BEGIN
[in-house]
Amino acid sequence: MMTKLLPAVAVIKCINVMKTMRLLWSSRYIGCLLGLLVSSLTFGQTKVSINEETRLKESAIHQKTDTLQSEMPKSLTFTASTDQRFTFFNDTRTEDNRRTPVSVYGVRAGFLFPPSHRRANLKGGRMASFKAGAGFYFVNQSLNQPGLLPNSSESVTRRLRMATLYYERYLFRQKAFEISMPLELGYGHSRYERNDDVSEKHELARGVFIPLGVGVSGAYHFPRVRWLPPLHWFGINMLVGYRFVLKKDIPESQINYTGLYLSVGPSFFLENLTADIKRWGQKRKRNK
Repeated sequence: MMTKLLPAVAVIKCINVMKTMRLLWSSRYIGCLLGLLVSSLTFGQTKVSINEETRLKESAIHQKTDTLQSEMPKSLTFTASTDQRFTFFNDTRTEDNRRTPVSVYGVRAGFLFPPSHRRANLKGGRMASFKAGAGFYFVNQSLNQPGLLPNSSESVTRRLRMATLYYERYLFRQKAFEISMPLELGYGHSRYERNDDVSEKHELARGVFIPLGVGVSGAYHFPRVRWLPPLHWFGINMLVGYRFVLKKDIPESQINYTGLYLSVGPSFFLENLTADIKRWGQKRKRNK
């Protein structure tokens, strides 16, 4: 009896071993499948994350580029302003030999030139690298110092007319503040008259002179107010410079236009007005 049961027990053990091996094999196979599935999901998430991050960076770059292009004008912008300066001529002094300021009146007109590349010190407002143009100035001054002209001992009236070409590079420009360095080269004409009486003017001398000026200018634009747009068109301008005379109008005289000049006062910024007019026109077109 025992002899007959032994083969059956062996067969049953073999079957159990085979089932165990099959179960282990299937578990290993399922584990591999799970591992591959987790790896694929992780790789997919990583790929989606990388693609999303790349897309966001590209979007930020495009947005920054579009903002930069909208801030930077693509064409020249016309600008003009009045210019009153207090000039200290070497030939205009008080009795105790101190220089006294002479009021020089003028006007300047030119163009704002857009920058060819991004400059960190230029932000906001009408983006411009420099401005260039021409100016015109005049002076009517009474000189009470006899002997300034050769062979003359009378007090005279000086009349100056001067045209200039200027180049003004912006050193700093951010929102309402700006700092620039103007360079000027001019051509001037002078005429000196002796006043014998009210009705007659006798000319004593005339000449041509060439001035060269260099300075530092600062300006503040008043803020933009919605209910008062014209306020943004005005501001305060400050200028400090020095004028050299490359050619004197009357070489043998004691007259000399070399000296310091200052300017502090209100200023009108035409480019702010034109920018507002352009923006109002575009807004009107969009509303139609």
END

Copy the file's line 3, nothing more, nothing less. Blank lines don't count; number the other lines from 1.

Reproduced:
Repeated sequence: MMTKLLPAVAVIKCINVMKTMRLLWSSRYIGCLLGLLVSSLTFGQTKVSINEETRLKESAIHQKTDTLQSEMPKSLTFTASTDQRFTFFNDTRTEDNRRTPVSVYGVRAGFLFPPSHRRANLKGGRMASFKAGAGFYFVNQSLNQPGLLPNSSESVTRRLRMATLYYERYLFRQKAFEISMPLELGYGHSRYERNDDVSEKHELARGVFIPLGVGVSGAYHFPRVRWLPPLHWFGINMLVGYRFVLKKDIPESQINYTGLYLSVGPSFFLENLTADIKRWGQKRKRNK